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Spy-on-Spy Action: Gay Life on Archer 

Spy-on-Spy Action: Gay Life on Archer 


Adam Reed, the creator of FX's Archer, talks about TV's only gay secret agent and why you should watch tonight's season four premiere.

Adam Reed is stumped. The creator of the popular FX animated spy series Archer, which premieres season four tonight on FX, has just been asked if he can name an openly gay spy. While Reed doesn't rub shoulders with spies on a day-to-day basis, he assumes we mean fictional spies -- but nonetheless he is stumped.

When hit with this realization, Reed seems proud that he has created Ray Gillette, the smart, handsome, and openly gay spy on his series.

"No prominent gay spies come to mind," says Reed as he discusses the upcoming fourth season of one of the most under-celebrated animated comedies on TV. "He might be a leader in his field."

Archer's namesake and the show's protagonist is Sterling Archer, a reckless, pompous, womanizing James Bond-wannabe (voiced by H. Jon Benjamin) who prefers a drink and a damsel over saving the world. The series revolves around Archer and his fellow morally bankrupt spies who work at the International Secret Intelligence Service (ISIS), run by his mother, Malory Archer, who is voiced by Arrested Development's Jessica Walter.
Mixing elements of The Pink Panther, James Bond, and maybe a dash of Austin Powers, the show is backed by voice actors minted from comedy gold -- tapping Judy Greer, Aisha Tyler, and Chris Parnell to help round out the ISIS team. With this all-star team and no shortage of witty, raunchy one-liners, Archer has cemented itself as one of the most shocking and hilarious shows on television.
With Archer as a world-reknowned womanizer, Ray provides an interesting point of contrast as a competent, smart spy who happens to be gay.
"Well, you know homosexuals are underrepresented in spy fiction," says Reed, who created and voices Ray. "I wanted to right that wrong. He was supposed to be a one-time character; that's why I did the voice. So this guy will be an openly gay agent, and I actually liked him -- he came across as smart, in-control, and as a foil to Archer. FX liked him and told us to keep him around, so we did."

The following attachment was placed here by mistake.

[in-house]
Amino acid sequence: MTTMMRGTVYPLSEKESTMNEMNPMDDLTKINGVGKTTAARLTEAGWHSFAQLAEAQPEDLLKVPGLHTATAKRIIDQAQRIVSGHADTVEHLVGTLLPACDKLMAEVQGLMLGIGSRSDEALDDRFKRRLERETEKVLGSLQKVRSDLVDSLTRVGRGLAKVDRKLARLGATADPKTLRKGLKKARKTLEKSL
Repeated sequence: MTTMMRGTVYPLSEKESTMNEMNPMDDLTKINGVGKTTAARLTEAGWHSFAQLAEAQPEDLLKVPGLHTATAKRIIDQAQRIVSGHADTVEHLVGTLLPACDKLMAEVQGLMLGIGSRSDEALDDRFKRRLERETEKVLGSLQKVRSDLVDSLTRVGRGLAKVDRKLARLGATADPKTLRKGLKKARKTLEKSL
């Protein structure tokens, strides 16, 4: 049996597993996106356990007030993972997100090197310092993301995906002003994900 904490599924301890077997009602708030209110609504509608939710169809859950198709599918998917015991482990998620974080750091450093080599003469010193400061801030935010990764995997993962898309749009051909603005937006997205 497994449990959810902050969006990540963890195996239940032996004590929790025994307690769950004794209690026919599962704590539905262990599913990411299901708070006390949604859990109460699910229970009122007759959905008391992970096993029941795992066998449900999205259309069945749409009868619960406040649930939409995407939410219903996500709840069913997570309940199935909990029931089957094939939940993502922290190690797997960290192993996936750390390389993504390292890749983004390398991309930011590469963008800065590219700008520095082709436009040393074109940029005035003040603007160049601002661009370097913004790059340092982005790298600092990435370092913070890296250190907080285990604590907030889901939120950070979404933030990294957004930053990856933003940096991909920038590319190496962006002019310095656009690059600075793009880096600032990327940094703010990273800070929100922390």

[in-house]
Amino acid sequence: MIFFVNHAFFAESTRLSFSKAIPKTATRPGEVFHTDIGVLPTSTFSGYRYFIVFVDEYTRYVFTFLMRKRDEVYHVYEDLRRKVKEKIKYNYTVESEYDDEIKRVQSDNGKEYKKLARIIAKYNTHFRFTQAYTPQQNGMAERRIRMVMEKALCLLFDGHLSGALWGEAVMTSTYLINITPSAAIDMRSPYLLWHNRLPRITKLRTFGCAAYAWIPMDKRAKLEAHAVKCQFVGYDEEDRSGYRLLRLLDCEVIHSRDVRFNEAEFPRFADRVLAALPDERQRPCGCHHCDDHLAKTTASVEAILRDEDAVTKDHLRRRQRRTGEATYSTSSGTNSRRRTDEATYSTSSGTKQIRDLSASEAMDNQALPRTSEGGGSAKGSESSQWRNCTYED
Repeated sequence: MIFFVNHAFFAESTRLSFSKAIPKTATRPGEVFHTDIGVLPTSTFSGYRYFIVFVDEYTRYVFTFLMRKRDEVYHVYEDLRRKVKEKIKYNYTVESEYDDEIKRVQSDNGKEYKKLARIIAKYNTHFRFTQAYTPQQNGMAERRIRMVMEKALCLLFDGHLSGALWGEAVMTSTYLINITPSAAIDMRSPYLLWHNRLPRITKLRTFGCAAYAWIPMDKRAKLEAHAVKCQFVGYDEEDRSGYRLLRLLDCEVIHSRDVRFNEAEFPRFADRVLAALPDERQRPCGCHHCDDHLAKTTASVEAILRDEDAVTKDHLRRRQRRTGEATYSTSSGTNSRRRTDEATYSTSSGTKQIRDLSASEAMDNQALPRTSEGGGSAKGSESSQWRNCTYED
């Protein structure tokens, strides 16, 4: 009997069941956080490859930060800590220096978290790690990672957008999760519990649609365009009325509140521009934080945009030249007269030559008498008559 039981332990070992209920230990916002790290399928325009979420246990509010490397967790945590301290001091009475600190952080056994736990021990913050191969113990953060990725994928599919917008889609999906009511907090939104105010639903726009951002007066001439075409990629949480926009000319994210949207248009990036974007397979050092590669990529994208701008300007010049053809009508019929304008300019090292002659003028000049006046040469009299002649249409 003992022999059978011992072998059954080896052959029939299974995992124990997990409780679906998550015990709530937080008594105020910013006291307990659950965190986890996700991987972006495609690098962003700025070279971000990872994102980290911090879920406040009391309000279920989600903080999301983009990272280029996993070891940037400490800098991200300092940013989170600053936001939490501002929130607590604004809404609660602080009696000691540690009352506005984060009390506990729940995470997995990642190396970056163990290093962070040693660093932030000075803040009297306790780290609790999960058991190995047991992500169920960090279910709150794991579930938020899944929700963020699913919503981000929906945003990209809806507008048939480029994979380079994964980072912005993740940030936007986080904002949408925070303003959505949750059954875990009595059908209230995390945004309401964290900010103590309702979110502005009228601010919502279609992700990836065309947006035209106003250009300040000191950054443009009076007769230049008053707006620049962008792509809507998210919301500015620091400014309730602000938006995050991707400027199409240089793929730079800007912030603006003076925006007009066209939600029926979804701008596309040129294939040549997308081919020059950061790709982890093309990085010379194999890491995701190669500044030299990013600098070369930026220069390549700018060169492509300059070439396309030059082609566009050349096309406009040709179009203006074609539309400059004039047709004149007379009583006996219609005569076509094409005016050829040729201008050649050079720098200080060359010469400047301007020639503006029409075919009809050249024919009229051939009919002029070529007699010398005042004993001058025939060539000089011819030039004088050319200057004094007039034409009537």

When we left Ray last season, he was using a wheelchair after being paralyzed. But Reed hints that Ray may walk again (perhaps thanks to a pair of cybernetic legs), and also alludes that Ray may not be the only gay spy viewers see in the new season. Reed says to be on the lookout for "a fellow spy from the past, who is smarter, cooler, better-dressed, and who can out-Archer Archer, and may have had more than a platonic relationship with Archer in the past."
On Archer, insults fly as fast as bullets, with the spies constantly ribbing each other on everything from their choice of wardrobe to their bedroom manners -- with Ray's sexuality usually feeling the brunt of his coworker's snark.
Archer won Best Show You're Not Watching at the New Now Next Awards back in 2010, and while all the characters are fair game in the ISIS offices, Reed was never seriously concerned about the gay backlash for the flak Ray takes at the office.
"[I was] a little worried, [but] not too worried," says Reed. "The people who get hit the worst at ISIS are Ray and Pam, and they are the nicest people there. My gay friends love Ray, they want to see more Ray-centric episodes, like he should become a pilot or things like that."
A gay character on TV who is a secret spy and a pilot? Move over, Daniel Craig, we've got a new secret agent crush.

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